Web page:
In the last post on DRY XCUITest with Base classes, we have abstracted our code in the base classes in order to avoid the duplication of the code. We have achieved this using the object-oriented inheritance approach. However, Swift is a protocol-oriented language, and we will see how we can use Swift protocols and extension to make our XCUITests more human readable. We will apply Behaviour-Driven Development a.k.a BDD in the methodology for our XCUITest.
In our previous post on setting up XCUITest framework, we got up and running with a sample XCUITest with Xcode 10. Apple’s XCUITest framework gives us an ability to record the basic user journeys to get started with XCUITest, but the recorded tests are not scalable and reusable. We have to take efforts to make the XCUITest more readable, scalable, maintainable and reusable.
Apple announced the Xcode UI Testing framework in WWDC 2015 that allows us to write user interface tests for iOS apps using Swift or Objective-C. The only option remained to automate iOS apps is the XCUITest framework. Since iOS 10, there is a growing trend of iOS teams adopting XCUITest and deprecating old toolbox. In this short post, we will explore steps to get started with XCUITest to automate iOS app testing with the latest Xcode 10.
Apple released iOS 12 just in time after announcing three new iPhones. The new iOS version has a rich set of features in terms of performance and user experience and comes with huge enhancements in performance, security and privacy. Whilst considering these new features for users, we also need to consider what this release means to every iOS developer and QA engineer. In this post, we will explore some major development and testing considerations for Apple’s new operating system.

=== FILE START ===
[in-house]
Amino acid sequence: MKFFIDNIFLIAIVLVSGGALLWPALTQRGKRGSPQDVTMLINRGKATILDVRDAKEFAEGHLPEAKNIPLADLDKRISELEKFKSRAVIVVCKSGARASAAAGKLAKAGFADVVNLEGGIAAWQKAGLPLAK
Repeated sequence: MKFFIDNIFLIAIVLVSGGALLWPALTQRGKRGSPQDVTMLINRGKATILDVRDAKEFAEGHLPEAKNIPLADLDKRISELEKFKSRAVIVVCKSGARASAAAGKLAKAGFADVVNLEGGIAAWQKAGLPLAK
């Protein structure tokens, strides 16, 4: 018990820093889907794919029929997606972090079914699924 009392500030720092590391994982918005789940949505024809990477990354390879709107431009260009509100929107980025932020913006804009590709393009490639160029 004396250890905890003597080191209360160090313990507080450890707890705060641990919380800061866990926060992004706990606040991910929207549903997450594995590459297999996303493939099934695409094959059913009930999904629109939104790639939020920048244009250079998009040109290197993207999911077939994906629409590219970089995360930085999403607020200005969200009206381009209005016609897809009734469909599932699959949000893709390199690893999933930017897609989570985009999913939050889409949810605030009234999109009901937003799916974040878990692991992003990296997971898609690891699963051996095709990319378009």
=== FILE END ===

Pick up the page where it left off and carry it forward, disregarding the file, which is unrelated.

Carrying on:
2017 was another exciting year for Bitbar. We introduced powerful new features and teamed up with new partners to strengthen our mobile DevOps platform. ‘Speed’ is the single word to be used to wrap up the achievements for the year. We want to take this opportunity to have an annual review.
At Bitbar, we always push the boundaries of agility and quality by providing organizations with the most stable and scalable testing solution for mobile apps. In order to bring you the best iOS development and testing experience, we will perform an iOS environment upgrade and add iOS 11 devices to our Cloud on September 13th.
Happy Summer! Sadly there are about 6 weeks left till autumn 🙁
Last month we heard about iOS 11 and boy there were some good announcements! By now most of you know that when WWDC rolls around it’s a scramble to make sure your team is prepared for the changes in iOS app development and testing. Today I wanted to highlight some of the big changes that are coming and how they will probably influence your iOS app development and testing.
It’s quite common in mobile app testing that application and test script with a test session needs an access to various locations. For example, some test scripts need to access URLs, databases, back-end servers or even App Stores (e.g. Google Play or Apple App Store). With the access, test session can get, download or update certain applications from app stores before the actual test session will begin.
In this blog, we’ll take a look of how Appium test script can access Apple App Store and how to use certain XCUIElement components to assist your script with that.
Thank you all for attending our latest webinar – Getting Started with XCTest/XCUITest for iOS App Testing. Although XCTest/XCUITest is not new to iOS developers, it is one of the hottest open source test automation framework for iOS app testing.
There are very few test automation frameworks that are tightly coupled with the development tool itself. XCTest framework is one of those frameworks that enable its users to write basic unit, performance and some level of UI tests for iOS apps.